It is not simple to delineate between the two terms Space Resilience and Responsive Space, as these two terms overlap in several ways. Still, a path to understanding the differences can be found in the following documents provided by the USA.
The fact sheet on Space Resilience published in 2011 by the US Department of Defense included reconstitution, meaning the ability to plan and execute operations to replenish lost or diminished functions.1 The overall goal for reconstitution was ensuring at least an acceptable level of functionality such that military operations can still be pursued.
In the white paper on Space Domain Mission Assurance published in 2015, the term reconstitution was extracted from resilience and introduced on the same level of relevance.2 Reconstitution is further defined in that document as adding capability or capacity through additional assets or links, which makes it an element of Responsive Space. It is further stated that reconstitution and resilience complement each other.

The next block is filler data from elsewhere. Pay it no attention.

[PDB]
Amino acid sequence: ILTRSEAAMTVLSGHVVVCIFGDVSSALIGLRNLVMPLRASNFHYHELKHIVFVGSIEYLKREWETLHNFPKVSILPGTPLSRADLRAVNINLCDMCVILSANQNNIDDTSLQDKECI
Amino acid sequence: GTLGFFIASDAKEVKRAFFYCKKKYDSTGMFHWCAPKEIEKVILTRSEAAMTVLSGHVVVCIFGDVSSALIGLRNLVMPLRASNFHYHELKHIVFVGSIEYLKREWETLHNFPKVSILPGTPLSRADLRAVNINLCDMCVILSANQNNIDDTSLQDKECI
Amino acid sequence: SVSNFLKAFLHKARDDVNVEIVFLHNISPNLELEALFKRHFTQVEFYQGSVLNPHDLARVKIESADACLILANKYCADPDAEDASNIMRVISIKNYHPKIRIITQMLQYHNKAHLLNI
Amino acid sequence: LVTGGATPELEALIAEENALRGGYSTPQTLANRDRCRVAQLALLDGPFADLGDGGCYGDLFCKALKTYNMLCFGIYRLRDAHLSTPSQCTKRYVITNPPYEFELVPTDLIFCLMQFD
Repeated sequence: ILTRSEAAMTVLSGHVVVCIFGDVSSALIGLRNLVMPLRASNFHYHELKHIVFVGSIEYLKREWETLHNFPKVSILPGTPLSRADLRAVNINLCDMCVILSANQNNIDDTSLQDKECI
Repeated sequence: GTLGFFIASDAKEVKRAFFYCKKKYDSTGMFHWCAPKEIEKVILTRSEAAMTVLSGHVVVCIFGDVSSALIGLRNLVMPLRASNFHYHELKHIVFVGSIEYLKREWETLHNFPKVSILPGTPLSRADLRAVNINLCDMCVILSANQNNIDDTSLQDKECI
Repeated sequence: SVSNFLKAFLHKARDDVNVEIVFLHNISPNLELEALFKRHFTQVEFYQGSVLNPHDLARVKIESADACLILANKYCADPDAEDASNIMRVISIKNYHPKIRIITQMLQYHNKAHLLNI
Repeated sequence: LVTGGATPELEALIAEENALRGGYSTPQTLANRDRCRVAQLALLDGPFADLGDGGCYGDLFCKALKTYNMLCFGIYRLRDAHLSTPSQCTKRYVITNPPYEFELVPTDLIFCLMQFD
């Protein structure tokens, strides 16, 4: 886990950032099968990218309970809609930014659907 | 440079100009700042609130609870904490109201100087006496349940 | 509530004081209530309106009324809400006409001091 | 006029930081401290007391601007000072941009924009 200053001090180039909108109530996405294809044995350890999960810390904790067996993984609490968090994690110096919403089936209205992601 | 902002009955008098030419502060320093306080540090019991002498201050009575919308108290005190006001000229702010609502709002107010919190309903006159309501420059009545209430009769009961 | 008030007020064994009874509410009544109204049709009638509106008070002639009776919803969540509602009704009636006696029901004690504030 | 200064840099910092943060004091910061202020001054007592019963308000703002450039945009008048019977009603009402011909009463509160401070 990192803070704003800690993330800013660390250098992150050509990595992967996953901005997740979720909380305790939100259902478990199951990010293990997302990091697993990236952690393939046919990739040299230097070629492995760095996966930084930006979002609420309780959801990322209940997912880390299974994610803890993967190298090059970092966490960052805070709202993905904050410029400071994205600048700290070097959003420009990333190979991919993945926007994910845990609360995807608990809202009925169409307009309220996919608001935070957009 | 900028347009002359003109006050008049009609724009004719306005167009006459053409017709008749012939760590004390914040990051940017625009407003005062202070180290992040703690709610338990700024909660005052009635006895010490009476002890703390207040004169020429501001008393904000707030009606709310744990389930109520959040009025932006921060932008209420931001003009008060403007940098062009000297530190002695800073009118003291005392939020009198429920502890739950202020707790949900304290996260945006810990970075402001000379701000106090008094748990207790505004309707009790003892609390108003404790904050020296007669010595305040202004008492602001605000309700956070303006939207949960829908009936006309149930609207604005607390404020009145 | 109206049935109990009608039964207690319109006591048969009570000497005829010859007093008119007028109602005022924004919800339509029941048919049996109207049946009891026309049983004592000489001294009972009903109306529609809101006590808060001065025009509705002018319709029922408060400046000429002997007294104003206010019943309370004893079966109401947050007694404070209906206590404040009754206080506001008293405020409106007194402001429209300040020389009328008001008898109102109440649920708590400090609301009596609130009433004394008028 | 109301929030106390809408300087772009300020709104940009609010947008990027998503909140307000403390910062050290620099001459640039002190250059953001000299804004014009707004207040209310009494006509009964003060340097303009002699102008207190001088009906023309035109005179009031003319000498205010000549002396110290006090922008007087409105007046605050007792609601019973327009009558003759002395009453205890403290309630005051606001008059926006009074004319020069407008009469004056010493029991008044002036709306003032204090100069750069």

Both a robust and resilient Space architecture and the ability to react to hostile acts via Responsive Space means offers a wide field of deterrence. As an Alliance of 30 nations, NATO should use its multinational approach to gain the greatest advantage from nationally-provided Space data, products, and services by developing resilience as well as Responsive Space methods as needed.
Information regarding Space Resilience concepts for NATO are discussed and addressed in the NATO-Restricted JAPCC White Paper ‘Resiliency in Space as a Combined Challenge for NATO’ published in January 2021.3
Definitions and Concepts of Responsive Space of NATO Nations